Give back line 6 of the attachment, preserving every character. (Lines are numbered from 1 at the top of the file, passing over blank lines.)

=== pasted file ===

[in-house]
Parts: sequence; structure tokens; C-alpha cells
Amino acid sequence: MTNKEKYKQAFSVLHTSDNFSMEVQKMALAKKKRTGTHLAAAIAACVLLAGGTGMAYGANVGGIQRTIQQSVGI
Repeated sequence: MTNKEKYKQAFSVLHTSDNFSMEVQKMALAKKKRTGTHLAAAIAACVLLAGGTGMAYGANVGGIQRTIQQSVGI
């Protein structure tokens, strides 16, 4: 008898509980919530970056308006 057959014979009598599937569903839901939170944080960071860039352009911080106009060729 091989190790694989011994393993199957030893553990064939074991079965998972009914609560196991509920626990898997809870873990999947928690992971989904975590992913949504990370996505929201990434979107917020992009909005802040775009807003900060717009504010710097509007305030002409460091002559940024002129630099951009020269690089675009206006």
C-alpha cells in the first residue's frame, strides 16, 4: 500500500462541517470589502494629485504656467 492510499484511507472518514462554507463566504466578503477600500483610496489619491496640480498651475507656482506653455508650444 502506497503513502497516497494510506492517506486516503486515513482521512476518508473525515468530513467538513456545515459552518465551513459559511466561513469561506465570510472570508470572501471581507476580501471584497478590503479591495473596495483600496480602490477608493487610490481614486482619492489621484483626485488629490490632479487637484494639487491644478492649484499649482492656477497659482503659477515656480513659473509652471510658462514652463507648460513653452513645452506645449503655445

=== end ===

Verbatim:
C-alpha cells in the first residue's frame, strides 16, 4: 500500500462541517470589502494629485504656467 492510499484511507472518514462554507463566504466578503477600500483610496489619491496640480498651475507656482506653455508650444 502506497503513502497516497494510506492517506486516503486515513482521512476518508473525515468530513467538513456545515459552518465551513459559511466561513469561506465570510472570508470572501471581507476580501471584497478590503479591495473596495483600496480602490477608493487610490481614486482619492489621484483626485488629490490632479487637484494639487491644478492649484499649482492656477497659482503659477515656480513659473509652471510658462514652463507648460513653452513645452506645449503655445